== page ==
Oil Giant Reaches Into Bag of Dirty Tricks to Delay End of 17-year Litigation
Amazon Defense Coalition
16 November 2010 - FOR IMMEDIATE RELEASE
Contact: Karen Hinton at +1.703.798.3109
Lago Agrio, Ecuador – A trial judge in Ecuador has increased the penalty for two Chevron lawyers found to be obstructing the trial where the oil giant faces a multi-billion dollar judgment for the deliberate dumping of 18 billion gallons of toxic waste, according to court papers made available today.
Alberto Racines and Diego Larrea, both of whom have worked on Chevron's legal team in Ecuador since the trial against Chevron began in 2003, were fined approximately $1,600 by Judge Nicolas Zambrano for repeatedly filing the same motions in an effort to delay the seven-year Ecuador trial.
Zembrano, adhering to an outdated law that ties the amount of the fine to minimum wage rates in Ecuador, had previously ordered the pair to pay roughly $10 each as a penalty.
The judge ruled that the lawyers had used Chevron's motions "to obstruct the trial." In 2009, a third Chevron lawyer – Patricio Campuzano – was sanctioned for the same reason. The judge raised the fine in response to a motion by Chevron to revoke the original order.
On August 5 – one day after the court ordered both parties to submit their own damages assessments – Chevron filed 19 motions to nullify the order or the trial itself in a 30-minute period. Racines and Larrea then cited the failure of the trial judge to quickly rule on each of the motions as a basis to recuse him.
Just last week, the pair filed with the court a long affidavit from U.S. technical expert Laura Green that was executed in 2004, one year after the trial began in Ecuador. They then asked the judge to appoint a translator to provide a Spanish copy of the affidavit, a practice allowed under court rules even though Chevron generally provides its own translations.
"Chevron is desperate to delay the trial and it is important that the court make it clear that the company's lawyers get away with these illegal practices," said Pablo Fajardo, who represents dozens of indigenous and farmer communities suing the oil giant for dumping more than 18 billion gallons of toxic waste into the Amazon rainforest. "Unfortunately, the amounts of the fines are simply too small to make a difference."
"It is clear that Chevron's lawyers in Ecuador are under instructions from the company's General Counsel to sabotage the trial to avoid paying damages for the company's reckless destruction of the rainforest," he added.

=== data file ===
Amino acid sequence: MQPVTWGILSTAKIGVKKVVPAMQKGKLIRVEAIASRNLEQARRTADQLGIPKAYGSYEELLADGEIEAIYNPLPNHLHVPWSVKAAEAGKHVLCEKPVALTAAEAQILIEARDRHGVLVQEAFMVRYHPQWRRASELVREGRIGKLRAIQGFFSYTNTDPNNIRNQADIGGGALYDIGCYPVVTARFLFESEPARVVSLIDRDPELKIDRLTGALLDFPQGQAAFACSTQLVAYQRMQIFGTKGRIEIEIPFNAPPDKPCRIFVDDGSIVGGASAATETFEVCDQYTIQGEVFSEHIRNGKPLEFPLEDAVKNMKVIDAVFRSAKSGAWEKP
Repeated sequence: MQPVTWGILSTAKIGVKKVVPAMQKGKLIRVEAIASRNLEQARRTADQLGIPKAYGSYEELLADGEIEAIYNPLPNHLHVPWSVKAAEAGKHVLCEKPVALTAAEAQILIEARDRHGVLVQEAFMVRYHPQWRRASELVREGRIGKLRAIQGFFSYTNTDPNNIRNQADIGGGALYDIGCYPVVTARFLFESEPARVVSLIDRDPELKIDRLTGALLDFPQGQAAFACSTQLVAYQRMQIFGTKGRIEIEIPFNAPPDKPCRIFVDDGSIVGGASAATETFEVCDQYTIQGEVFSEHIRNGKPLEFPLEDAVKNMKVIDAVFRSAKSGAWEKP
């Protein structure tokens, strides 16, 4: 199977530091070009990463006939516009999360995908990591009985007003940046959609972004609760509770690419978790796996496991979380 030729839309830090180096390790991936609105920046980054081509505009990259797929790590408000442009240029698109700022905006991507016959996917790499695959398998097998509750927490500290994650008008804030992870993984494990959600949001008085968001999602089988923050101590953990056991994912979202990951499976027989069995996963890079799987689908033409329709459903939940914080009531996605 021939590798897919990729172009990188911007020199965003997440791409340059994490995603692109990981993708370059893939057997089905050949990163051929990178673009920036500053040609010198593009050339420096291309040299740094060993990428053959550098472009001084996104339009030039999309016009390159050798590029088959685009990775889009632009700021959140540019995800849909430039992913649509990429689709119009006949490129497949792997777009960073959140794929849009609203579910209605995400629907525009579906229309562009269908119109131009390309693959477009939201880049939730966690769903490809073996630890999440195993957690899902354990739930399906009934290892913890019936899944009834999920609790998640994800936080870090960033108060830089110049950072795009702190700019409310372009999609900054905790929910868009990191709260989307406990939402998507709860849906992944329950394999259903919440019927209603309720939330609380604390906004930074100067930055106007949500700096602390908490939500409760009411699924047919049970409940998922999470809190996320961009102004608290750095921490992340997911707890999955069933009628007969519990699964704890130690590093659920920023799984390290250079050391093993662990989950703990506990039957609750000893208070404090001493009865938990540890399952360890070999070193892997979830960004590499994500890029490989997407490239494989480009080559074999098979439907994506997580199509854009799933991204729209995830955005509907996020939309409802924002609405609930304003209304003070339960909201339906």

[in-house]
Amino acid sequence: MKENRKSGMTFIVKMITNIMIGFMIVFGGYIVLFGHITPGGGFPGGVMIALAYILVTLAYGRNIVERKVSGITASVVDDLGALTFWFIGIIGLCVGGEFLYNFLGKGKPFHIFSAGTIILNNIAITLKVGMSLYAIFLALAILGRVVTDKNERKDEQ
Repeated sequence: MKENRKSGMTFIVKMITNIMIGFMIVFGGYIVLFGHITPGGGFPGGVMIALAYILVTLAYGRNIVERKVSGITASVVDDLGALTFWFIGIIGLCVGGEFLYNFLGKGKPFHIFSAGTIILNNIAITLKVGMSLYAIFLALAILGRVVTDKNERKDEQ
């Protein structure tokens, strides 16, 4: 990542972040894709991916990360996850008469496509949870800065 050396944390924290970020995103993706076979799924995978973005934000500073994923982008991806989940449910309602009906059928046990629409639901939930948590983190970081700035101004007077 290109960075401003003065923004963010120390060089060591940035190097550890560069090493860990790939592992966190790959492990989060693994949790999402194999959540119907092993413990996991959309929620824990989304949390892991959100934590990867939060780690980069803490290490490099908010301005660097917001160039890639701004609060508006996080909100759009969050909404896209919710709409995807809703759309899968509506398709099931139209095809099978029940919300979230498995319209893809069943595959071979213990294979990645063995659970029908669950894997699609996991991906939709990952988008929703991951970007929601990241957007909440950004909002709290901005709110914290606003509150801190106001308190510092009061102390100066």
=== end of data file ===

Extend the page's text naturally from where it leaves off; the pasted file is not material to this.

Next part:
Chevron, which operated several oil fields in Ecuador from 1964 to 1990, faces damages and clean-up costs estimated at up to $113 billion. The amount includes compensation for an estimated 10,000 potential deaths from cancer in the coming decades, according to reports submitted by a team of prominent American technical experts. Chevron is also accused of deliberately discharged highly toxic "water of formation" into the waterways of the forest that thousands of local residents depended on for their drinking water. The "water of formation" has a salt content ten times greater than ocean water.
Chevron bought Texaco (which owned the Ecuador operation) in 2001 for $31 billion, apparently without adequately vetting the company for the Ecuador environmental liability, said Fajardo.
The lawsuit, originally filed in U.S. federal court in 1993 but moved to Ecuador in 2002 at Chevron's request, accuses the oil giant of poisoning an area of rainforest the size of Rhode Island that is home to five indigenous groups. More than 900 unlined toxic waste pits built and abandoned by Chevron are spread out through the rainforest where they continue to contaminate groundwater and soils, according to evidence submitted to the court.
Chevron has repeatedly tried to delay the trial by bombarding the court in the Amazon town of Lago Agrio with hundreds of repetitive motions, a practice that has intensified in recent months.
Two Chevron employees currently living in the United States, Ricardo Reis Veiga and Rodrigo Perez Pallares, are under indictment in Ecuador for lying about the results of purported remediation in the mid-1990s. Evidence gathered during the trial shows that toxic waste pits the company claimed to have remediated are contaminated with cancer-causing toxins, sometimes hundreds of times higher than U.S. and Ecuadorian norms designed to protect public health.
Chevron's misconduct in Ecuador and its abuse of the legal process have drawn increasing criticism.
A prominent Ecuador Bishop, Gonzalez Lopez Maranon, blasted the oil giant for failing to accept responsibility for the "pollution and death" Texaco caused in the country. The full text of his letter in English and Spanish, which was sent to the U.S. Conference of Catholic Bishops, can be found here.
Rep. James McGovern, the only member of Congress to visit the disaster area in Ecuador, previously had written a letter to President Obama saying Chevron's pollution had created "a terrible humanitarian and environmental crisis." Dozens of members of Congress also have protested.
Recently, Chevron's new $100 million advertising campaign was widely mocked by environmental groups and the Yes Men, who created a website called www.chevronthinkswerestupid.com.